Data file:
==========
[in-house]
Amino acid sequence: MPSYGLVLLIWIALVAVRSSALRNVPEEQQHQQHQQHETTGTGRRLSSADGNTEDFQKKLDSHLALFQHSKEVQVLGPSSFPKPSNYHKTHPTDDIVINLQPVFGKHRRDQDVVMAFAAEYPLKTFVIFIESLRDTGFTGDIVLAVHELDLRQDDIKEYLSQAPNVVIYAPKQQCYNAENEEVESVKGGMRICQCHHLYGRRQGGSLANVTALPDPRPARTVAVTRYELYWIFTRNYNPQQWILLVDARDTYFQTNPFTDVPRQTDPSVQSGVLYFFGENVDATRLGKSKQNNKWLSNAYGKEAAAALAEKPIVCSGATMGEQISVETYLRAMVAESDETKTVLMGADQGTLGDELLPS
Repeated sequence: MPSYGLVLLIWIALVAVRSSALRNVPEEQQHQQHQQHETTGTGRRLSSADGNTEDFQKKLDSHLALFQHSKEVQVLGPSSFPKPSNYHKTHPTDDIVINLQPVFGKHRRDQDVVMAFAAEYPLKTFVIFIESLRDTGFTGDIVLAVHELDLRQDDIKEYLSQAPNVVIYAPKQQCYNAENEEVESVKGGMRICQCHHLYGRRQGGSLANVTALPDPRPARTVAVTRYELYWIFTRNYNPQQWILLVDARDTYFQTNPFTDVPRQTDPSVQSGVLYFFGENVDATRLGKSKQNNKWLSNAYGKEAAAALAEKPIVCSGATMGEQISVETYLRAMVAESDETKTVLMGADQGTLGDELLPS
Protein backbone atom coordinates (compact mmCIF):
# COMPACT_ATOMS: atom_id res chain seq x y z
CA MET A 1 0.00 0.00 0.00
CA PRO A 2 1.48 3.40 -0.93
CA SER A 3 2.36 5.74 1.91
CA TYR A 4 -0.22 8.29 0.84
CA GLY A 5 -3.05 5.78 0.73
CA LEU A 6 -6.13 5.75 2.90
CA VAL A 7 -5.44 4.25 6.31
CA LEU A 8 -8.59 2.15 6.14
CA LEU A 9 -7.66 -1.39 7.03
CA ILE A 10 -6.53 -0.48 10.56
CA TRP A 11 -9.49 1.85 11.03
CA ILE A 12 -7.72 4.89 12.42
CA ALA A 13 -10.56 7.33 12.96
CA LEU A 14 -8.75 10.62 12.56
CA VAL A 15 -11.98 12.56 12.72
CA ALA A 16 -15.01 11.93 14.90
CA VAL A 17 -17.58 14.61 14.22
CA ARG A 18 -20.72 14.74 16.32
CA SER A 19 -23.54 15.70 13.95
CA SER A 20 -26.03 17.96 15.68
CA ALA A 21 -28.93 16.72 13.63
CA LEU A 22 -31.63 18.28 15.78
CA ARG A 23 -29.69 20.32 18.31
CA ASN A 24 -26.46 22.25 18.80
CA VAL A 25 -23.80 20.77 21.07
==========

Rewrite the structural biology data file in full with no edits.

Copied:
[in-house]
Amino acid sequence: MPSYGLVLLIWIALVAVRSSALRNVPEEQQHQQHQQHETTGTGRRLSSADGNTEDFQKKLDSHLALFQHSKEVQVLGPSSFPKPSNYHKTHPTDDIVINLQPVFGKHRRDQDVVMAFAAEYPLKTFVIFIESLRDTGFTGDIVLAVHELDLRQDDIKEYLSQAPNVVIYAPKQQCYNAENEEVESVKGGMRICQCHHLYGRRQGGSLANVTALPDPRPARTVAVTRYELYWIFTRNYNPQQWILLVDARDTYFQTNPFTDVPRQTDPSVQSGVLYFFGENVDATRLGKSKQNNKWLSNAYGKEAAAALAEKPIVCSGATMGEQISVETYLRAMVAESDETKTVLMGADQGTLGDELLPS
Repeated sequence: MPSYGLVLLIWIALVAVRSSALRNVPEEQQHQQHQQHETTGTGRRLSSADGNTEDFQKKLDSHLALFQHSKEVQVLGPSSFPKPSNYHKTHPTDDIVINLQPVFGKHRRDQDVVMAFAAEYPLKTFVIFIESLRDTGFTGDIVLAVHELDLRQDDIKEYLSQAPNVVIYAPKQQCYNAENEEVESVKGGMRICQCHHLYGRRQGGSLANVTALPDPRPARTVAVTRYELYWIFTRNYNPQQWILLVDARDTYFQTNPFTDVPRQTDPSVQSGVLYFFGENVDATRLGKSKQNNKWLSNAYGKEAAAALAEKPIVCSGATMGEQISVETYLRAMVAESDETKTVLMGADQGTLGDELLPS
Protein backbone atom coordinates (compact mmCIF):
# COMPACT_ATOMS: atom_id res chain seq x y z
CA MET A 1 0.00 0.00 0.00
CA PRO A 2 1.48 3.40 -0.93
CA SER A 3 2.36 5.74 1.91
CA TYR A 4 -0.22 8.29 0.84
CA GLY A 5 -3.05 5.78 0.73
CA LEU A 6 -6.13 5.75 2.90
CA VAL A 7 -5.44 4.25 6.31
CA LEU A 8 -8.59 2.15 6.14
CA LEU A 9 -7.66 -1.39 7.03
CA ILE A 10 -6.53 -0.48 10.56
CA TRP A 11 -9.49 1.85 11.03
CA ILE A 12 -7.72 4.89 12.42
CA ALA A 13 -10.56 7.33 12.96
CA LEU A 14 -8.75 10.62 12.56
CA VAL A 15 -11.98 12.56 12.72
CA ALA A 16 -15.01 11.93 14.90
CA VAL A 17 -17.58 14.61 14.22
CA ARG A 18 -20.72 14.74 16.32
CA SER A 19 -23.54 15.70 13.95
CA SER A 20 -26.03 17.96 15.68
CA ALA A 21 -28.93 16.72 13.63
CA LEU A 22 -31.63 18.28 15.78
CA ARG A 23 -29.69 20.32 18.31
CA ASN A 24 -26.46 22.25 18.80
CA VAL A 25 -23.80 20.77 21.07